“In 2012, I met my beloved – Pamela – and we’re excited to announce that we’ve gotten engaged,” Kaplan wrote. “I feel so blessed to have Pamela in my life. We both deeply value our love with each other and our work to improve the world around us. She has a beautiful heart, she makes me laugh – and I have to say: she gives great fashion advice.”

— Cynthia Laird, May 22, 2014 @ 2:05 pm PST
Filed under: Uncategorized

Gay SF-based video journalist seeks funds for sex education film

Screen Shot 2014-05-21 at 2.56.05 PMA gay video journalist based in San Francisco is seeking funds to help cover the cost of a sex education film he is making.

Alex Liu (seen shirtless in photo) studied molecular toxicology at UC Berkeley and worked at Genentech. He has reported health and science news for NOVA scienceNOW, CNN Health, the Kaiser Family Foundation, and San Francisco NPR station KQED.

In 2012, he started posting videos about sexual health related issues to his YouTube channel The Science of Sin. Since then he has created more than 30 videos, which feature a mix of “science, sketch comedy, and a little skin,” and has amassed an audience of more than 11,000 followers.

Slate recently named Liu’s video page one of its “Brilliant Ideas To Fix Science Education.” Now he wants to expand his webisodes into a full fledged movie called “A Sexplanation.”

According to Liu, his feature-length documentary “will strip down human sexuality from the biological to the sociological, starting with the premise that pleasure is a worthwhile pursuit.”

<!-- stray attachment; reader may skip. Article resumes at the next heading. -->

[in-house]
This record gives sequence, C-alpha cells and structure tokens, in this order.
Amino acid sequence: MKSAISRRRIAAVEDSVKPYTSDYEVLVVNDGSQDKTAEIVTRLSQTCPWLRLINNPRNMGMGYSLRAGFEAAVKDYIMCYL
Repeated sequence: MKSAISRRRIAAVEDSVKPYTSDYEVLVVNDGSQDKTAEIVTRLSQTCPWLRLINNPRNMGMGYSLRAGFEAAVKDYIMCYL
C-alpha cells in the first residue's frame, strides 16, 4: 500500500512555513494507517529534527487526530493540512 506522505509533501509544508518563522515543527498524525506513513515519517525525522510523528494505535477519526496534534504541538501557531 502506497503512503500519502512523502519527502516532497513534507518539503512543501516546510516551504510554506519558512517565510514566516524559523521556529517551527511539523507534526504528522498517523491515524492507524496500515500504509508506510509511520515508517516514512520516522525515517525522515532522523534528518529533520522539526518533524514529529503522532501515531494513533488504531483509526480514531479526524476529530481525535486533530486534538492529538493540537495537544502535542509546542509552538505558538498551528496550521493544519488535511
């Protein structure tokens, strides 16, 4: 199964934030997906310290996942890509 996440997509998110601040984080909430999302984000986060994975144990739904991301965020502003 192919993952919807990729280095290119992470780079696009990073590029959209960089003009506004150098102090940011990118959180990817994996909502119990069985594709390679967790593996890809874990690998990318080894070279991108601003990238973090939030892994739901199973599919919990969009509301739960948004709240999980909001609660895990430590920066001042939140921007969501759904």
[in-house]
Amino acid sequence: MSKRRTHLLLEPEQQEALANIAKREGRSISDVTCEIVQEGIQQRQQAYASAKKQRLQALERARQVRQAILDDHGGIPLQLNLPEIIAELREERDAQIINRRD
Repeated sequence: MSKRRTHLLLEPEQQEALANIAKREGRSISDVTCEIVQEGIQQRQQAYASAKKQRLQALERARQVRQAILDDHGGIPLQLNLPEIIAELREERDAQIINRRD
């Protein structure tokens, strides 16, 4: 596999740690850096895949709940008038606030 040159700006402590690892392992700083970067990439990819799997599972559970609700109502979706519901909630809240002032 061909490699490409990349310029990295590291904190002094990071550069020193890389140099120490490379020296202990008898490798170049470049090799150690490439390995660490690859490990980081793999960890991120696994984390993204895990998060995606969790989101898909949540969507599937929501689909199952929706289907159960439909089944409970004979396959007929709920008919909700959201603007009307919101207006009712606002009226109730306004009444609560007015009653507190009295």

The project has already secured support from London-based production and distribution company Flynn Entertainment as a co-producer. The total cost for the film is estimated at $28,188, with an initial line budget of $22,788 and $5,400 for post-production.

Liu recently launched a crowdfunding campaign on Indiegogo and easily surpassed his $10,000 goal. Now, with more than $11,500 raised, Liu is trying to reach $15,000 by May 28.

Some of the perks for those who donate are a DVD or digital download of the film ($50 level); a skyped 30-minute “sexplanation” call with Liu and an uncensored version of the movie ($69 level); a sex toy starter kit ($99 level); or executive producer credit and perks ($1,500 level).

He expects to begin filming this summer and intends to “journey through church pews, biology labs, fetish conventions and therapy sessions, investigating the stories of researchers, educators, and sexual pioneers, exploring what makes human sexuality throb, and how we can better understand sex.”


— Matthew S. Bajko, May 21, 2014 @ 3:16 pm PST
Filed under: Uncategorized

CDC launches new campaign to get gay and bi guys talking about HIV

Screen Shot 2014-05-21 at 2.00.05 PMWith HIV infection rates remaining stagnant in the U.S., federal health officials are trying to jump start a national dialogue about HIV prevention with gay and bisexual men.

The Centers for Disease Control and Prevention today (May 21) launched its latest campaign called “Start Talking. Stop HIV.”  Its focus is to promote gay and bisexual men to openly discuss HIV risk and prevention strategies with their sexual partners.

And as the posters for the campaign make clear, those strategies include PrEP, for pre-exposure prophylaxis, the once-a-day pill regimen that has been shown to be effective at reducing HIV infection rates. As the Bay Area Reporter noted on its blog last week, the CDC is now recommending that anyone at risk of contracting HIV should start taking the daily HIV prevention pill commonly known as Truvada.

“Given the range of HIV prevention options available today, talking about HIV prevention has never been more important for gay and bisexual men,” stated Dr. Jonathan Mermin, director of the CDC’s National Center for HIV/AIDS, Viral Hepatitis, STD, and TB Prevention. “Only after having open and honest conversations can partners make informed choices about which strategies will work for them. ‘Start Talking. Stop HIV.’ urges gay and bisexual men to break the silence and take control of their health.”

According to the CDC, gay and bisexual men account for more than half of the 1.1 million people living with HIV in the United States (57 percent, or an estimated 657,800 persons) and approximately two-thirds of all new HIV infections each year (66 percent, or an estimated 31,400 infections).